Kevin Ward of Scaffold Erection Services has been elected president of the National Access & Scaffolding Confederation (NASC).He takes over from Rob Lynch of Lyndon Scaffolding, who has completed his two-year term. As Mr Ward has been vice-president, his presidency had been long planned.
On taking over, Mr Ward said: “Coming from a smaller sized member company I was very honoured and truly humbled to be asked by my peers to take over the presidency of the NASC. It really does clearly demonstrate that we are an inclusive trade association.
“I will always endeavour to put forward a view point that I consider first and foremost to be both representative of and beneficial to the whole UK scaffolding industry, whilst also being ever mindful of the best interests of the membership, whom I represent.”
Mr Ward also laid down a challenge to the NASC membership to create at least 400 scaffolding apprentices during his two year term as president.
Other changes to the NASC council include: Alan Lilley of Commercial Scaffolding is the new vice president; Kevin Mouatt of D+R Group chairs the technical committee; and Trevor Clarke of Amber Scaffolding takes the chair of the contracts committee.
The NASC also has its first female regional chair with Lynn Way of Chris Sedgeman Scaffolding heading the Southwest & South Wales region.
US Labor Department’s OSHA Proposes More Than $460,000 In Fines Against Long Island Contractor For Repeat Fall And Scaffolding Hazards.
Westbury, NY - December 3rd, 2013 - Painting & Decorating Inc., a Ronkonkoma painting and stucco contractor with a long history of fall protection and scaffold safety violations, now faces an additional $460,350 in fines from the U.S. Department of Labor’s Occupational Safety and Health Administration following an inspection of a work site at 1900 Northern Blvd. in Manhasset.
“The sizable fines proposed reflect the ongoing failure and refusal by this employer to provide basic safeguards for its employees. Workers have repeatedly been exposed to deadly or disabling falls and crushing injuries,” said Anthony Ciuffo, OSHA’s Long Island area director. “In this case, workers were exposed to falls of more than 26 feet. Falls are the leading cause of death in construction work and can be prevented by adhering to basic, common sense and legally required safeguards.”
OSHA’s Long Island Area Office opened an inspection at the work site on March 31 under its local emphasis program aimed at preventing falls in the construction industry. The inspection identified numerous fall and scaffolding hazards, many of which were similar to those cited during previous OSHA inspections of five other Painting & Decorating work sites during the past several years.
The recurring hazards include not having the scaffold self-inspected for defects by a competent person during scaffold erection and before workers began to work on the scaffold. An inspection would have identified hazards such as missing cross bracing and planks; no safe means for workers to access the scaffold; lack of fall protection for the employees working on the scaffold; scaffold not restrained against tipping; lack of protective helmets; and no protection to prevent objects from falling onto workers from the scaffold.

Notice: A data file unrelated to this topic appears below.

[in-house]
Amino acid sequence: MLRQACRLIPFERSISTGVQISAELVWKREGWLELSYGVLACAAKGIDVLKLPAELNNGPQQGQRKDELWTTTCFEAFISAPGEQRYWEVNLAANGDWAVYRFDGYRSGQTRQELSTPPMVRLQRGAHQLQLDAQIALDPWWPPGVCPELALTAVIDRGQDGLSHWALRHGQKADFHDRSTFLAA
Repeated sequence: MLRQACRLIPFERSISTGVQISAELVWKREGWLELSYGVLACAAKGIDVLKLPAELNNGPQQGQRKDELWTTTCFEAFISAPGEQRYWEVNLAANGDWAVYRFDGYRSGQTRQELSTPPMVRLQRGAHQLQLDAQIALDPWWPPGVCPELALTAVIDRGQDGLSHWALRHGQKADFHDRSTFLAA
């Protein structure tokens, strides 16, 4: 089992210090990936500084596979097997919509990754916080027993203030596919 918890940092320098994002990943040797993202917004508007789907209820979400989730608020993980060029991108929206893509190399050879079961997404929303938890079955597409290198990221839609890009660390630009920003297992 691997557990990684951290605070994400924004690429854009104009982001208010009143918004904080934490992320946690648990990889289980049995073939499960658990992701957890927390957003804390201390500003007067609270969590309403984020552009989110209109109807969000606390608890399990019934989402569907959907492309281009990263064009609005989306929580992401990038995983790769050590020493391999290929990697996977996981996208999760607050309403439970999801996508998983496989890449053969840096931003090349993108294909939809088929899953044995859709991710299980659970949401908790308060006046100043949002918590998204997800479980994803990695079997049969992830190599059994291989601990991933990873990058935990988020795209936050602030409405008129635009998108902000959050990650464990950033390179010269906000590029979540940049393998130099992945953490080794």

These conditions resulted in the issuance of 10 repeat citations with $429,660 in fines. A repeat violation exists when an employer has been cited previously for the same or a similar violation of a standard, regulation, rule or order at any of its facilities in federal enforcement states within the last five years. Between 2008 and 2010, OSHA cited the company for similar hazards at work sites in Kings Point, Great Neck and Forest Hills.
OSHA’s inspectors also identified new hazards, including a lack of fall protection for workers erecting the scaffolding; scaffold erected on unsound footing; workers climbing the scaffold’s cross bracing during erection; and lack of eye protection. These hazards resulted in the issuance of five serious citations with $30,690 in fines. A serious violation occurs when there is substantial probability that death or serious physical harm could result from a hazard about which the employer knew or should have known.
The citations can be viewed at http://www.osha.gov/ooc/citations/PaintingDecorating909337_112713.pdf.
“Employers can enhance safety in the workplace and prevent hazards from occurring by implementing an effective illness-and-injury prevention program where they work with employees to identify, address and eliminate hazards proactively,” said Robert Kulick, OSHA’s regional administrator in New York.
Due to the nature and severity of violations, Painting & Decorating Inc. has been placed in OSHA’s Severe Violator Enforcement Program, which mandates targeted follow-up inspections to ensure compliance with the law. OSHA’s SVEP focuses on recalcitrant employers that endanger workers by committing willful, repeat or failure-to-abate violations. Under the program, OSHA may inspect any of the employer’s facilities if it has reasonable grounds to believe there are similar violations.
OSHA’s fall prevention campaign provides employers and workers with lifesaving information and educational materials about working safely from ladders, scaffolds and roofs. It was developed in partnership with the National Institute of Occupational Safety and Health and NIOSH’s National Occupational Research Agenda program. More information on fall protection standards is available in English and Spanish at www.osha.gov/stopfalls.
Painting & Decorating Inc. has 15 business days from receipt of its latest citations and proposed penalties to comply, request an informal conference with OSHA’s area director, or contest the findings before the independent Occupational Safety and Health Review Commission.
To ask questions, obtain compliance assistance, file a complaint or report workplace hospitalizations, fatalities or situations posing imminent danger to workers, the public should call OSHA’s toll-free hotline at 800-321-OSHA (6742) or the agency’s Long Island Area Office at 516-334-3344.
Under the Occupational Safety and Health Act of 1970, employers are responsible for providing safe and healthful workplaces for their employees. OSHA’s role is to ensure these conditions for America’s working men and women by setting and enforcing standards, and providing training, education and assistance. For more information, visitwww.osha.gov.